By Greg Gibbs
Growing up, very few of us were in churches that issued year-end reports. We did not even think of such a thing. That was for blue chip companies to make sure stockholders were informed and inspired. So, here’s my question: Is this important for a church to do?
As a church leader, you’re likely busy and may quickly peruse the contents of this article to get back to a frenetic existence in church leadership in America today. So, another question is: Even if it is important, do I have time to do this?
The classic version of reporting was for the church’s bookkeeper to show a P&L sheet (or a profits and loss statement) of sorts to allow for transparency. What did we spend on copier paper or did the church picnic run over budget again this year?
Let me get to my point. Times have changed. Communication is more complex than ever. And engagement (the currency of the church these days) is utterly dependent on good communication.A year-end report is a celebration of impact that answers the question, “How did God allow us to participate with Him in the past year?” — Greg Gibbs, @auxano Click To Tweet
So, presuming you’re tracking with me and still want to know how reporting drives engagement, involvement, giving, support, and more, let’s design what we mean. A year-end report is a celebration of impact that answers the question, “How did God allow us to participate with Him in the past year?” Who wouldn’t want to communicate that with their church?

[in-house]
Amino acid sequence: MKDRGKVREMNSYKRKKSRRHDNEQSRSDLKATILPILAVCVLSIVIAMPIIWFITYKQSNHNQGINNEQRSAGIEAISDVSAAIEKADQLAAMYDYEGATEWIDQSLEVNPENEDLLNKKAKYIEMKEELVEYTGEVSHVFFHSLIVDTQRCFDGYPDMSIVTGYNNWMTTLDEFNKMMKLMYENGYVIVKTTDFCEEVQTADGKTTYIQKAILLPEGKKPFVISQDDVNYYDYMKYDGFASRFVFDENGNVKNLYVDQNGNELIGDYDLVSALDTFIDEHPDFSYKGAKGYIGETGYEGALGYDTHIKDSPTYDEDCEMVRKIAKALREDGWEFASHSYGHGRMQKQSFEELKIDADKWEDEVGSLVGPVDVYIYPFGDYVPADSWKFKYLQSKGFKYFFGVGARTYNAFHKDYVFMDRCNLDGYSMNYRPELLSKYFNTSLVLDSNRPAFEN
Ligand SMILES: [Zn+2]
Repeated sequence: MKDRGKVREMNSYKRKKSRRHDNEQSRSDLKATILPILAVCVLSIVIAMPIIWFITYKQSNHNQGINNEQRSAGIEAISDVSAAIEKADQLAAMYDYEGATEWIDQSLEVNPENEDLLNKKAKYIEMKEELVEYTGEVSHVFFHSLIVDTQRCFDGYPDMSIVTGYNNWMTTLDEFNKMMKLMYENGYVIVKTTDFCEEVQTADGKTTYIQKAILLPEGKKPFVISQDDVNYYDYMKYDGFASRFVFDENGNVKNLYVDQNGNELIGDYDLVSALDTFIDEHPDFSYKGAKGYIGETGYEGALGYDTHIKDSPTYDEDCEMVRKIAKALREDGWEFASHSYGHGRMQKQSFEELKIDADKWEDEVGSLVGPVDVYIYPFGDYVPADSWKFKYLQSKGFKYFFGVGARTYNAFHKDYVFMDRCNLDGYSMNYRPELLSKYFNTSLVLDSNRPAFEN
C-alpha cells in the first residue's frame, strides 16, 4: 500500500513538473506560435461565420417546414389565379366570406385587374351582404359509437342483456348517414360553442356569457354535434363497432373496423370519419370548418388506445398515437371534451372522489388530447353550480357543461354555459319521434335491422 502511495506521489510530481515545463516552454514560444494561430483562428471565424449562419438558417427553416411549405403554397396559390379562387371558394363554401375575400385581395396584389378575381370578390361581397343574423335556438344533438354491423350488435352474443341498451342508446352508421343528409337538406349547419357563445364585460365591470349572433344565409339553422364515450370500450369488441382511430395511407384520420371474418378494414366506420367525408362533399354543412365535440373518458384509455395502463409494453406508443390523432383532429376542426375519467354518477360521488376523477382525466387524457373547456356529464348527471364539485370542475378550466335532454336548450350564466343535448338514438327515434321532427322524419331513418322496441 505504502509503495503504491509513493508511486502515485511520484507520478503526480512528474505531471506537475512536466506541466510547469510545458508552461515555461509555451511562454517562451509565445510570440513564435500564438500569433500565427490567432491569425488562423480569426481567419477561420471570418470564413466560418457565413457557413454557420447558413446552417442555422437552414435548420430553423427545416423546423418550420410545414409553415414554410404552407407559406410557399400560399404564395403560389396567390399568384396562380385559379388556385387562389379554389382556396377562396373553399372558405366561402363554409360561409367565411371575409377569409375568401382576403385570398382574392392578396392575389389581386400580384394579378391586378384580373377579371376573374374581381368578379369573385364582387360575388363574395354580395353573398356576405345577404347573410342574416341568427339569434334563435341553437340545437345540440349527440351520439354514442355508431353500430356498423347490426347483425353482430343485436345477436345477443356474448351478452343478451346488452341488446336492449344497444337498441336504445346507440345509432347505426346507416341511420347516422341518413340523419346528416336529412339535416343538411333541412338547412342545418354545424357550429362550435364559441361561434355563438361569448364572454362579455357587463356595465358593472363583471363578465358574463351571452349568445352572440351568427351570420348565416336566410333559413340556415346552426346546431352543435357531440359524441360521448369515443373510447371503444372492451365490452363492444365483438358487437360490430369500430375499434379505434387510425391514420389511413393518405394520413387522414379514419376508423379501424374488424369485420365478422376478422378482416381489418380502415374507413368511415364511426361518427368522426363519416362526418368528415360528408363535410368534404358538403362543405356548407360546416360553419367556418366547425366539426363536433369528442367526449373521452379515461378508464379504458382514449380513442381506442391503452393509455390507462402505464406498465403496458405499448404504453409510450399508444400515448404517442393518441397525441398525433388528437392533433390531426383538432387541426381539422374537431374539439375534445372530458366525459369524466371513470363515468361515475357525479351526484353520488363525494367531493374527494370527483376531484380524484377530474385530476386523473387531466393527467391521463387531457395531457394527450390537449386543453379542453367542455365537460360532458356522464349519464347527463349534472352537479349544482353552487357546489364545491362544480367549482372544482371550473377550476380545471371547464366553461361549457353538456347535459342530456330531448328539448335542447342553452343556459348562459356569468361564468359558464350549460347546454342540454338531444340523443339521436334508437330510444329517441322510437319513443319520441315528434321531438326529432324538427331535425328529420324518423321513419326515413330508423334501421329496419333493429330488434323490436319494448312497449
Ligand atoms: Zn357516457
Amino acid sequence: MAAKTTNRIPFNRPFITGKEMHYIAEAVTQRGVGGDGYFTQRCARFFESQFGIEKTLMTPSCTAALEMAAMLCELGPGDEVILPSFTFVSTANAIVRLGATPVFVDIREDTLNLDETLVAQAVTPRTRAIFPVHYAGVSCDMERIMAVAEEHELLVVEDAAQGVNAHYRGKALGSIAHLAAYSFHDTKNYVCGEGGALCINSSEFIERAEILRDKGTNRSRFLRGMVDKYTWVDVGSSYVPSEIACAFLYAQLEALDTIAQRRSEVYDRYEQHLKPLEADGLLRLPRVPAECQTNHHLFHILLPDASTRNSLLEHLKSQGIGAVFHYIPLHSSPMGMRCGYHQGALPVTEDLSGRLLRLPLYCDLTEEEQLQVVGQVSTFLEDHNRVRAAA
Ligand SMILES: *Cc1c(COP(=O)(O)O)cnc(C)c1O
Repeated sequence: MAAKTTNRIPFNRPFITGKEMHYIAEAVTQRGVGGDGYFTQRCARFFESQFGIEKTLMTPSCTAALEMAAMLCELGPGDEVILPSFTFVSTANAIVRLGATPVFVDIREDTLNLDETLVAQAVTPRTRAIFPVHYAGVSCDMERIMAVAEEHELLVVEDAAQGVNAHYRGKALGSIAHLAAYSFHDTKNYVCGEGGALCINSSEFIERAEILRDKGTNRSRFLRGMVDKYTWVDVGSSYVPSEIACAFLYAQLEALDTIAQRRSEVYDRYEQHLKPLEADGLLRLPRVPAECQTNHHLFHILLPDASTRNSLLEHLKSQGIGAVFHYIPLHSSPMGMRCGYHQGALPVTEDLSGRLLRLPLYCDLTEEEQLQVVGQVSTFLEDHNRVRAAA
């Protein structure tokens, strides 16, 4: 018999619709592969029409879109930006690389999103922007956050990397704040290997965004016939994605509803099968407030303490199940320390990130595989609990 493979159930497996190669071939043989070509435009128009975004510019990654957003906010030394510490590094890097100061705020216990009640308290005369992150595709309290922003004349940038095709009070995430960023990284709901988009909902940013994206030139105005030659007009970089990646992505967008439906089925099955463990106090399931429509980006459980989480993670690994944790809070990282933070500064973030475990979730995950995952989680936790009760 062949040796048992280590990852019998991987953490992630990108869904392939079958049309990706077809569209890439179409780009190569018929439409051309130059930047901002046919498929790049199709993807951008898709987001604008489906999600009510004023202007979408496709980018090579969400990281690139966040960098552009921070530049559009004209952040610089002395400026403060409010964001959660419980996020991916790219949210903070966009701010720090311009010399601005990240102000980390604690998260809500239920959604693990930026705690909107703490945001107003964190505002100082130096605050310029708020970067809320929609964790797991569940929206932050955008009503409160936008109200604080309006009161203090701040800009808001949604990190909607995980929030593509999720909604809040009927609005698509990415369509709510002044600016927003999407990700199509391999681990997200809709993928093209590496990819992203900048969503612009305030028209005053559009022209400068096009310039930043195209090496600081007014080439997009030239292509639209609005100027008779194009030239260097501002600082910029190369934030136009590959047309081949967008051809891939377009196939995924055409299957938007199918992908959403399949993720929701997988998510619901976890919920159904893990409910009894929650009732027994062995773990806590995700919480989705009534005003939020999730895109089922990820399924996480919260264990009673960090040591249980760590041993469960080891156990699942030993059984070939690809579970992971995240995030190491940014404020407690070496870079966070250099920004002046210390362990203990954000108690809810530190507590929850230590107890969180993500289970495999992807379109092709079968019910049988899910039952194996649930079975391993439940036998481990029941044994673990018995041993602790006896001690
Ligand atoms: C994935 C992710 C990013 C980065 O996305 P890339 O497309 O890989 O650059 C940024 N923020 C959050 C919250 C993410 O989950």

As you think about compiling a year-end financial report, here are some critical features to consider that go beyond simply printing a list of expenses.
Vision Fulfilling Activities
This is the “we did what we said we were going to do” section but should not be crafted to sound that curt or defensive. But here’s the bottom line—the members of our church are wanting to know how things are going. Are we fulfilling the dreams and visions we had or are we on our way to doing so? What stories or examples can demonstrate this?
Spiritual Progress & Fruit
The idea here is to give examples of the work of God in individual lives and families. After all, beyond social connection at the church (which people may be able to get elsewhere), most of them are connected because they are committed to their faith. And this faith in Christ says we are all being transformed. And when there is evidence of God at work in transformation, we can celebrate that. Were their conversions, re-commitments, baptisms, recovery from addiction, marriages healed, etc.? This is the “only God” story. Only God could have made this happen.
Wider Influence and Impact
As we go into all the world and make disciples, our churches often have a sense of what that “going” means. Though we use energy and resources to care for a group of people (our congregation), we also have committed to making a difference in the world as we build God’s kingdom on earth.Reminding members of the scope of the church's ministry can excite them, because they often can't keep up with it all throughout the year. Click To Tweet